Navy singers strike a chord in Defence choir

This article has photo gallery Published on LEUT Sarah West (author), LSIS James McDougall (photographer)

Location(s): Russell Offices, Canberra

Topic(s): Health, Fitness and Wellbeing

The Defence Choir perform their winter concert in the Ngunnawal Theatrette at Russell Offices, Canberra. (photo: LSIS James McDougall)
The Defence Choir perform their winter concert in the Ngunnawal Theatrette at Russell Offices, Canberra.

As the Chief Legal Officer to the Chief of Navy and a mother-of-three children, you wouldn’t think Commander Rachel Jones would have much time for hobbies, but her posting to Navy Headquarters has unexpectedly given her an opportunity to reconnect with one of her first loves: singing.

Commander Jones is a member of the Defence Choir – a group of Canberra-based Navy, Army, Air Force and Australian Public Service vocalists who meet at lunchtime once-a-week to exercise their vocal chords and create beautiful harmonies together.

Chief Legal Officer to the Chief of Navy, Commander Rachel Jones (green shirt) joins in song during the Defence Choir’s winter concert held in the Ngunnawal Theatrette at Russell Offices, Canberra.

Chief Legal Officer to the Chief of Navy, Commander Rachel Jones (green shirt) joins in song during the Defence Choir’s winter concert held in the Ngunnawal Theatrette at Russell Offices, Canberra.

The group also occasionally performs to an audience. This week, it put on a short concert at Russell Offices in Canberra – the home of Defence’s senior leadership. 

Choir Director Katrin Hingee said the origins of the choir dated back many decades. She has personally led it for the past 20 years. 

“I have loved watching our choir members grow as singers over the years.

“For many choir members, joining the Defence Choir is the first time they’ve sung with other people since they last had to sing the national anthem at school.

“At first, the mouse impersonations can be quite impressive and I often don’t get a sense of what someone actually sounds like for years.

“But, eventually, the skills come, confidence grows and maybe one day they make the mistake of sitting next to me in the rehearsal room.

“Or, I ask for a volunteer to fill in on a solo line and their hand gets tentatively raised, while the rest of their body tries to hide under the table.

“It’s then that I realise there is a voice,” Ms Hingee said.

Commander Jones is one of the brave choir members who sometimes sings solo parts in the choir’s performances.

“This is my second season singing in the Defence Choir.

“I joined because I wanted to have fun, and rediscover what I love about singing in a choir, which I haven’t done since I was at university around 20 years ago. I sang a lot at school, both in large choirs, small A cappella groups and as a vocalist for the high school jazz band.

“It has also helped me to remember that I have more interests than just work and a busy family.

“It’s probably a mid-life crisis and the choir is my convertible car!” she joked.

The Navy Legal Officer, who is a “mostly alto, sometimes mezzo-soprano”, said while she was initially looking for fun, the choir has brought more than she expected to her Defence life.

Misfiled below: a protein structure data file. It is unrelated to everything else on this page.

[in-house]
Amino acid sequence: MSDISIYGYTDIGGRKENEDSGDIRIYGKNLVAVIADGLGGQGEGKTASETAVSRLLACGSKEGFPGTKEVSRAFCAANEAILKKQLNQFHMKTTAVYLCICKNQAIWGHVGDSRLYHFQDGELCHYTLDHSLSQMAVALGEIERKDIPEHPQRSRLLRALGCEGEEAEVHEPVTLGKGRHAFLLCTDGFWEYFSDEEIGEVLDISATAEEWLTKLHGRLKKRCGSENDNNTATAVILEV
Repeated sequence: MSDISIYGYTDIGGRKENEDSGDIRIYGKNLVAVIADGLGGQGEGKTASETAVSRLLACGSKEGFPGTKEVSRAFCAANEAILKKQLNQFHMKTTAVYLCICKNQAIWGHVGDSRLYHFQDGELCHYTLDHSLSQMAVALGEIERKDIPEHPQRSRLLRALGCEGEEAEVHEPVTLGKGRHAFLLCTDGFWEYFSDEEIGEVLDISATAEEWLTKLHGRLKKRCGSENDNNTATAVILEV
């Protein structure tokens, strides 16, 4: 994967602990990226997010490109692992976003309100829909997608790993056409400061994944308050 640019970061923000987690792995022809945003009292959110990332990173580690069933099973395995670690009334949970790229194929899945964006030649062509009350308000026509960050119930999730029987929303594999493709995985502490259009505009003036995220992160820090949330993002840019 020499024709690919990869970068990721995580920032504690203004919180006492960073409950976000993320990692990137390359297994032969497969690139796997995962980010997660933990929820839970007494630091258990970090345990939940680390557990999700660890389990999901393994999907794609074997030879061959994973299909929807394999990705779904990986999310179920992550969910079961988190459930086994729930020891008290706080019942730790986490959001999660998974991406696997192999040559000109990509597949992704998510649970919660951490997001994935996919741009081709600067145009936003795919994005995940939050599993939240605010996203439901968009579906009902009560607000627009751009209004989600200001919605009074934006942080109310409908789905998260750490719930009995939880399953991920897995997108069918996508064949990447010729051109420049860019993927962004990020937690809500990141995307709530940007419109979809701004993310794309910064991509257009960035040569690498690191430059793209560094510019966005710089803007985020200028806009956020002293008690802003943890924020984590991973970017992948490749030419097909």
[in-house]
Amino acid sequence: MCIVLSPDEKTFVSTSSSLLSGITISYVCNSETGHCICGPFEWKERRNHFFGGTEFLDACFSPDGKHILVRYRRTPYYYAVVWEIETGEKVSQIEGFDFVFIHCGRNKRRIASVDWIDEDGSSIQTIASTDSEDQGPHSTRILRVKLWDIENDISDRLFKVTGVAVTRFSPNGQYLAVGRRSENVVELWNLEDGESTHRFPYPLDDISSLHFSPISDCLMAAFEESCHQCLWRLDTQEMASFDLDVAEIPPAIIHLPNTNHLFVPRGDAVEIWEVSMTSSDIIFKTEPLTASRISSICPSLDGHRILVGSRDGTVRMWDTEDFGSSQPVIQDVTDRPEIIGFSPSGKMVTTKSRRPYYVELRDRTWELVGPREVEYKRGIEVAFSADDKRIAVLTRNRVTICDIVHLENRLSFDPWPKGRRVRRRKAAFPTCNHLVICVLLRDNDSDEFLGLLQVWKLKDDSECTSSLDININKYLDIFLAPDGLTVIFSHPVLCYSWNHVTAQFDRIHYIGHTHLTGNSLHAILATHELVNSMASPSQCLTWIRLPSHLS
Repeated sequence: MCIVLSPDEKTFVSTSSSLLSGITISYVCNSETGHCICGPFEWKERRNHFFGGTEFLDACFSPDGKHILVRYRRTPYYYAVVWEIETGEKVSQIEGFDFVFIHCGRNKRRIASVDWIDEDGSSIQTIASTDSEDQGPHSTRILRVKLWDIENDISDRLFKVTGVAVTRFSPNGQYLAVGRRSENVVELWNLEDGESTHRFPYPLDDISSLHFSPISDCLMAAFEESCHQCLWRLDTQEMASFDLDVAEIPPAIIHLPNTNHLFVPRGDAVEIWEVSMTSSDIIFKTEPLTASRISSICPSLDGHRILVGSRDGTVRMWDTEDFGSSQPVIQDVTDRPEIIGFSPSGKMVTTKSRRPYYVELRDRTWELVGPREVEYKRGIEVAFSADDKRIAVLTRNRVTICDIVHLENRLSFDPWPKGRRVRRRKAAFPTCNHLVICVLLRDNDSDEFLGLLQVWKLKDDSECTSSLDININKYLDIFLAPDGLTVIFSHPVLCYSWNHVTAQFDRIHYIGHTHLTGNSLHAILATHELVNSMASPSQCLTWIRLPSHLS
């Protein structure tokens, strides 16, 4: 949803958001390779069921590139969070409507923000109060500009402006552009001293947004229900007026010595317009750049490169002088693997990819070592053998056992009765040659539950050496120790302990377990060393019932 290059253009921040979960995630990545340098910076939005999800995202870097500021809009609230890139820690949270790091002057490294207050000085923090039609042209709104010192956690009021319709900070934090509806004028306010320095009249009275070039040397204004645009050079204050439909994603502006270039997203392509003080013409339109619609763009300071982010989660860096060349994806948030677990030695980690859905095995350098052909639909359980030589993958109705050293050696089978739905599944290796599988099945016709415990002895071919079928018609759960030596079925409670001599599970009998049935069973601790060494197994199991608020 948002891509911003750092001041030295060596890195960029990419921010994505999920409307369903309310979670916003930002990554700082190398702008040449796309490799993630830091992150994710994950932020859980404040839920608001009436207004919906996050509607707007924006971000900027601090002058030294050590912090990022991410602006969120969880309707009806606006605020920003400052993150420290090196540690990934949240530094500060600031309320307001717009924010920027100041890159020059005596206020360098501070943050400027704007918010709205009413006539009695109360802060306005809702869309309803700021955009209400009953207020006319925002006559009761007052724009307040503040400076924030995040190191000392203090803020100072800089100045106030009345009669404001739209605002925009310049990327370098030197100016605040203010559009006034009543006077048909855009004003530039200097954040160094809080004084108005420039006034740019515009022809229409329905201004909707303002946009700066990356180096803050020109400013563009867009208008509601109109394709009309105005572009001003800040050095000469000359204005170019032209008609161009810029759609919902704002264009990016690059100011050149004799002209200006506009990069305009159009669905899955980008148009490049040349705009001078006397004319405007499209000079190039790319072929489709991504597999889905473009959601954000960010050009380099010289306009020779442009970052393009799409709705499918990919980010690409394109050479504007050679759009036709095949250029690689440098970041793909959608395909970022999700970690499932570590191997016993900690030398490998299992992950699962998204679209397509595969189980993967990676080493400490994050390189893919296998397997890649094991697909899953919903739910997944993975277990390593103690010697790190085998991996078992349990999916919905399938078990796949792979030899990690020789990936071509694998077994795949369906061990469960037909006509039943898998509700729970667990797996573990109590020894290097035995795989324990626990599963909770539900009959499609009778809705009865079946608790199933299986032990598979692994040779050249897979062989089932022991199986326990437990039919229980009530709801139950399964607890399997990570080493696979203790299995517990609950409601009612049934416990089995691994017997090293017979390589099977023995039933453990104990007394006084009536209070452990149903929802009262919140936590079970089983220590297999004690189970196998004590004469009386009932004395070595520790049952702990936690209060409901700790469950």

“Once a week, I get away from my desk and feel a different type of belonging.

“A choir is a team effort and each week we see the results of what we’re achieving together.

“The creativity and sense of ‘one-ness’ of being in a choir really regenerates my energy, and whatever is sitting in my email inbox melts away during that hour of choir practice.

“I’d suspect the endorphins released are much the same as a gym session,” Commander Jones said, adding that she also enjoyed the opportunity to meet Defence people from outside her immediate work environment.

Lieutenant Commander Barbara Woodruff, from the Command Support Branch of Australian Defence Force Headquarters, has been singing with the choir for a year.

She said participating in the choir had benefited her mental health and resilience in the workplace. 

“I joined the choir because I really enjoy singing. 

“I also needed something that could give me a break from the workplace – as part of my self-care plan – and this was the perfect answer. 

“At the moment, there are only three military members in the choir - two Navy and one Air Force – so it gives me the opportunity to interact with a whole bunch of Australian Public Service people outside of normal work requirements. 

“I also get to sing songs that I’ve never heard before - songs from centuries ago, and pieces that really challenge me. 

“For example, this season we’re singing a song in Swahili - I kid you not!” she said.

Katrin Hingee said the choir was always looking for new members, and said aspiring vocalists shouldn’t let a lack of experience put them off having a go.

“Like all good skills, singing is something that takes practice.

“Very few people are born singers; most of us have worked hard to develop our voices,” she said.

Lieutenant Commander Woodruff added that not everyone was a perfect performer.

“That’s what makes it fun,” she said.

Commander Jones also didn’t hesitate to recommend the choir.

“I would absolutely encourage others to get involved.

“Being creative outside of our work lives must surely spur creativity in our work lives.

“We know that Defence is seeking to be innovative in how we do business, so why not exercise our creativity muscles and have fun doing it,” she said.

For information on joining the Defence Choir, contact: defencechoirdirector@dpe.protected.mil.au